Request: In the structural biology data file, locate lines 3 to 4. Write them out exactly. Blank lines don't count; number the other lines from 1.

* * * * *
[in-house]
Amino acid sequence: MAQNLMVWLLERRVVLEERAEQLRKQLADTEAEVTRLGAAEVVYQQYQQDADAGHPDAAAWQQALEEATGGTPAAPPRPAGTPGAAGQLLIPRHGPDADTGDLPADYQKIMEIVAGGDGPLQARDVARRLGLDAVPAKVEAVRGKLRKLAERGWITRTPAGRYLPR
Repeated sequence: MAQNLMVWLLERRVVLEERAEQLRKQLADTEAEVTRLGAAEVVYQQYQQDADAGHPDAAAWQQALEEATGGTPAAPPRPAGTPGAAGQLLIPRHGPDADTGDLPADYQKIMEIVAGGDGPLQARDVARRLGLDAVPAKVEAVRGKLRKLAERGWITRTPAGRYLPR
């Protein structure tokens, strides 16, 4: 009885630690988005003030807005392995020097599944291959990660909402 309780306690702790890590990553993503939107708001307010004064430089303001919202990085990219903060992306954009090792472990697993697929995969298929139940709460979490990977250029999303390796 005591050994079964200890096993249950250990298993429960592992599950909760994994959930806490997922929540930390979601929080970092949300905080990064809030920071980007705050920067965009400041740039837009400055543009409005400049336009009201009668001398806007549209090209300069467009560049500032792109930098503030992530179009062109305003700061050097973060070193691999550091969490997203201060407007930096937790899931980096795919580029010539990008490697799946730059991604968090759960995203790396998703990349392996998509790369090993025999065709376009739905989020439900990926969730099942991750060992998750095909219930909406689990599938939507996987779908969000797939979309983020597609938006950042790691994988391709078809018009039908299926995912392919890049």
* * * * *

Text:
Repeated sequence: MAQNLMVWLLERRVVLEERAEQLRKQLADTEAEVTRLGAAEVVYQQYQQDADAGHPDAAAWQQALEEATGGTPAAPPRPAGTPGAAGQLLIPRHGPDADTGDLPADYQKIMEIVAGGDGPLQARDVARRLGLDAVPAKVEAVRGKLRKLAERGWITRTPAGRYLPR
């Protein structure tokens, strides 16, 4: 009885630690988005003030807005392995020097599944291959990660909402 309780306690702790890590990553993503939107708001307010004064430089303001919202990085990219903060992306954009090792472990697993697929995969298929139940709460979490990977250029999303390796 005591050994079964200890096993249950250990298993429960592992599950909760994994959930806490997922929540930390979601929080970092949300905080990064809030920071980007705050920067965009400041740039837009400055543009409005400049336009009201009668001398806007549209090209300069467009560049500032792109930098503030992530179009062109305003700061050097973060070193691999550091969490997203201060407007930096937790899931980096795919580029010539990008490697799946730059991604968090759960995203790396998703990349392996998509790369090993025999065709376009739905989020439900990926969730099942991750060992998750095909219930909406689990599938939507996987779908969000797939979309983020597609938006950042790691994988391709078809018009039908299926995912392919890049």